They did, but I would be very surprised if new CPUs didn't have more advanced mechanisms for these things. A modern CPU is a lot more advanced than even one from ten years back after all. Who knows what is needed to activate an IF link on the IOD, or enable power management for a new CCD? I would be very surprised if all of this was still active, just waiting for the motherboard to say "hey, you know those cores we don't talk about? Let's use them."
 
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Ew no, the single biggest reason Zen3 is so good is because of the unified cache and lower latency that brings.
Splitting 6 or 8 cores over two CCDs is basically assembling a Zen2 CPU out of reject Zen3 parts, and everyone already has a Zen2.


Okay, I calmed down enough to read the second paragraph now.
I wonder why they're doing this? Can it really be cheaper to produce all CPUs the same dual-CCD way and just disable chips where one of them has too much damage to even make a 6-core?
Doubtful it's cheaper, but quicker to market than verifying the integrate of every core within a chip. AMD likely made the decision it's more beneficial to get chips on the market quickly at a higher price premium given the demand. Beyond that Intel isn't standing still and AMD knows as much so they probably trying to capitalize as much as possible on profits from the Ryzen architecture now. AMD taking it's sweet *** time won't do itself any favors if they wish to continue with their leading position.
 
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Nvidia definitely want a dollar for every "gimp" comment from this day forth.
 
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They did, but I would be very surprised if new CPUs didn't have more advanced mechanisms for these things. A modern CPU is a lot more advanced than even one from ten years back after all. Who knows what is needed to activate an IF link on the IOD, or enable power management for a new CCD? I would be very surprised if all of this was still active, just waiting for the motherboard to say "hey, you know those cores we don't talk about? Let's use them."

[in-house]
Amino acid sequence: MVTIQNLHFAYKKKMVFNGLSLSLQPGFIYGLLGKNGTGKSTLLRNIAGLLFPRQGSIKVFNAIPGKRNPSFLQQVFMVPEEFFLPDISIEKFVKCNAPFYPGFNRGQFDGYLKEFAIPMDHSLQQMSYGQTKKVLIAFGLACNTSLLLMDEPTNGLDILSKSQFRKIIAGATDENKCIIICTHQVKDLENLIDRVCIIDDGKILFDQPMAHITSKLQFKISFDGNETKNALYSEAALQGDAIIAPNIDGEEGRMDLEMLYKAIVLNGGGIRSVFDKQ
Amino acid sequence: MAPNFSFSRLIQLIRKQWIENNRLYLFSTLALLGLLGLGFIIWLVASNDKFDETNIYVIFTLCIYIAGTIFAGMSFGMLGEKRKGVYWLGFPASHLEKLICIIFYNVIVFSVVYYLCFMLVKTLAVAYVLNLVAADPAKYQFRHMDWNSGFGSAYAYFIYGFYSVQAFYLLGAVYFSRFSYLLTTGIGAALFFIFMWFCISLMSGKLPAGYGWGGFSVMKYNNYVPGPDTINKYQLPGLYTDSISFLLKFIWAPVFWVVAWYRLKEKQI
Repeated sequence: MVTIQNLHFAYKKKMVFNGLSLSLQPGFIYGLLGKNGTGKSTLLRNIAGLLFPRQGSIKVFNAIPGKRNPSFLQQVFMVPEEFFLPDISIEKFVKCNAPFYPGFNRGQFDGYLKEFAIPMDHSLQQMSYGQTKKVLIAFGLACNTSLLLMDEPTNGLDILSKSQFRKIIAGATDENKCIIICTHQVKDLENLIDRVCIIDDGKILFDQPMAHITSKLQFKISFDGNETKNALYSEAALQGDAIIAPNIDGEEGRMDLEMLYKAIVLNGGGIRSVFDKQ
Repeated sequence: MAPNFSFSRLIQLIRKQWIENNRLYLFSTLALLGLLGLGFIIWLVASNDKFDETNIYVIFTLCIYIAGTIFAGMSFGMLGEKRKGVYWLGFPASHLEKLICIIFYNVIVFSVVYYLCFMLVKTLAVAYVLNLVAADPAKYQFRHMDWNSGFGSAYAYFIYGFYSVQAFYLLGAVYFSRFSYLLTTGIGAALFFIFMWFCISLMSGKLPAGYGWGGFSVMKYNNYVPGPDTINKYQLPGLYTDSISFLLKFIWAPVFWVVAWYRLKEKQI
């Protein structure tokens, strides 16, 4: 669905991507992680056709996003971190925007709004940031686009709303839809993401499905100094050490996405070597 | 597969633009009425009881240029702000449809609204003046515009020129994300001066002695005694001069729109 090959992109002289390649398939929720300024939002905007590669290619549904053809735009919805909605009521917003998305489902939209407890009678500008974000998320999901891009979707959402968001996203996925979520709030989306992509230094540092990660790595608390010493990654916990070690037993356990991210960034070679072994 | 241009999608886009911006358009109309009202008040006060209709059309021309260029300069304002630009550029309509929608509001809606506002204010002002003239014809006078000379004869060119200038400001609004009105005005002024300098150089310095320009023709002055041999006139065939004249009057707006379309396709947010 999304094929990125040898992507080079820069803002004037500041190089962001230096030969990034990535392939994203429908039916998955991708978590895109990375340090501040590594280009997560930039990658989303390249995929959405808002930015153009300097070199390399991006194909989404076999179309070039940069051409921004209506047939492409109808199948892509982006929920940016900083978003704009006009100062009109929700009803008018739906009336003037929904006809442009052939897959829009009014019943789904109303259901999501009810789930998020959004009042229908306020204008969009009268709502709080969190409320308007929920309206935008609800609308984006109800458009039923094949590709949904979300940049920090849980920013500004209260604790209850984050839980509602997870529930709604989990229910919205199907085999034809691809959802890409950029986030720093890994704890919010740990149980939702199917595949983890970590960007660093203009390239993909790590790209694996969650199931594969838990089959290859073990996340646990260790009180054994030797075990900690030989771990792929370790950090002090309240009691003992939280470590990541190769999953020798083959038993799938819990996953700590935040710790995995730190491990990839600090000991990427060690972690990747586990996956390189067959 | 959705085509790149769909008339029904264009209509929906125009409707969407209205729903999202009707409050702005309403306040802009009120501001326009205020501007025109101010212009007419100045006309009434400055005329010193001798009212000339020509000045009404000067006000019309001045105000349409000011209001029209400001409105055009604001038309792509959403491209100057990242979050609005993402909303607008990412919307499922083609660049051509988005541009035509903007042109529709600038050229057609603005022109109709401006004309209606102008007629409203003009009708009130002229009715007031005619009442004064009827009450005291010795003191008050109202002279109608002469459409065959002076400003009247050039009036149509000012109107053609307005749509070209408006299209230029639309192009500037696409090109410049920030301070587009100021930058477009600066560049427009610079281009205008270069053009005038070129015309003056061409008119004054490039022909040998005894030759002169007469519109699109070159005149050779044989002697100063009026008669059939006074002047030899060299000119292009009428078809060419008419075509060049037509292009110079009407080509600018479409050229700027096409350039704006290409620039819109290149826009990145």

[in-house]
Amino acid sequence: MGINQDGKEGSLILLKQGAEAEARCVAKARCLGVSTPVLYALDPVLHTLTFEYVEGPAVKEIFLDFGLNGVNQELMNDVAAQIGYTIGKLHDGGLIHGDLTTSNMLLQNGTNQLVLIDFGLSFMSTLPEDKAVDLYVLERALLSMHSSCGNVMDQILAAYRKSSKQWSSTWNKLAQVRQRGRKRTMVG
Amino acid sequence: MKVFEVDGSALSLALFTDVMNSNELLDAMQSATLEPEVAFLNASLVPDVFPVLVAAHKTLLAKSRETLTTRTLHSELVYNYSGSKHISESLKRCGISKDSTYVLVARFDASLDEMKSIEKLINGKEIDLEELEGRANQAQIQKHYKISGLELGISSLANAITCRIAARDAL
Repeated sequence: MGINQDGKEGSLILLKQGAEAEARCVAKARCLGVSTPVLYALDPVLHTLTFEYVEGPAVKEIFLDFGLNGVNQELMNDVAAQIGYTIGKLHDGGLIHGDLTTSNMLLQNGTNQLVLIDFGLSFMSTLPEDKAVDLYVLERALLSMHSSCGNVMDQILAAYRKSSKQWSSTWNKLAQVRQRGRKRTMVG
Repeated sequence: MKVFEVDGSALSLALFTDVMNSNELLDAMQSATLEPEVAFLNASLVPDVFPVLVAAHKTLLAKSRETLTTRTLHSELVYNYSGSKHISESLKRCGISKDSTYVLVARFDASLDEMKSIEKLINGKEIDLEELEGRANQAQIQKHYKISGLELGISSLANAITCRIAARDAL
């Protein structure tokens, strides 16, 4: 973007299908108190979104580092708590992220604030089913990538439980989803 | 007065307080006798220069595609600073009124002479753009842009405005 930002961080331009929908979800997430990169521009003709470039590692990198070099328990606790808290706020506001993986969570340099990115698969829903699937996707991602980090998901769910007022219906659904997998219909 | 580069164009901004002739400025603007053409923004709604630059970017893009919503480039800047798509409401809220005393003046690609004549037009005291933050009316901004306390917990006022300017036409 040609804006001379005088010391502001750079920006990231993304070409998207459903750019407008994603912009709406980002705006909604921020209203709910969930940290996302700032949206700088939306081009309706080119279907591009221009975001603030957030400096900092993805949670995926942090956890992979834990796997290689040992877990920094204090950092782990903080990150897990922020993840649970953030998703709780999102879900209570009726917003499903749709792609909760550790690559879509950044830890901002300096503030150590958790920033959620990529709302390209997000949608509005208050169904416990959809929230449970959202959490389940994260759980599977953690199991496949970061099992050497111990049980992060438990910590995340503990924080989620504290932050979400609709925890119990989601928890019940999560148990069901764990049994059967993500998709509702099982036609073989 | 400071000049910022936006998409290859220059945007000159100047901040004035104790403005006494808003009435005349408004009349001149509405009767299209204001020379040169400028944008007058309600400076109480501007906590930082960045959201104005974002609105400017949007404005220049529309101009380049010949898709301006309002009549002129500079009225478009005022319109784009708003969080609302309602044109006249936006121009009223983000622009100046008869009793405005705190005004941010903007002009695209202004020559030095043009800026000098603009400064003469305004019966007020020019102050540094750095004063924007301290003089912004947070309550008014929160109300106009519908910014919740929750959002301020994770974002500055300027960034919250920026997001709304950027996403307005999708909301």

If I am to guess, I'd say AMD made it possible (to gain some praise from its fans) but made sure it's complicated, risky, and there's little to gain.

But ... cores aside, wouldn't it be nice if one could at least activate the L3 cache on the second chip?
 
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If I am to guess, I'd say AMD made it possible (to gain some praise from its fans) but made sure it's complicated, risky, and there's little to gain.

But ... cores aside, wouldn't it be nice if one could at least activate the L3 cache on the second chip?
Given that L3 caches aren't shared across CCDs, no, that would be utterly pointless. Each core only has access to the L3 in its CCX, which for Zen 2 and earlier meant 1/2 of what's on one CCD, and for Zen 3 means what's on one CCD.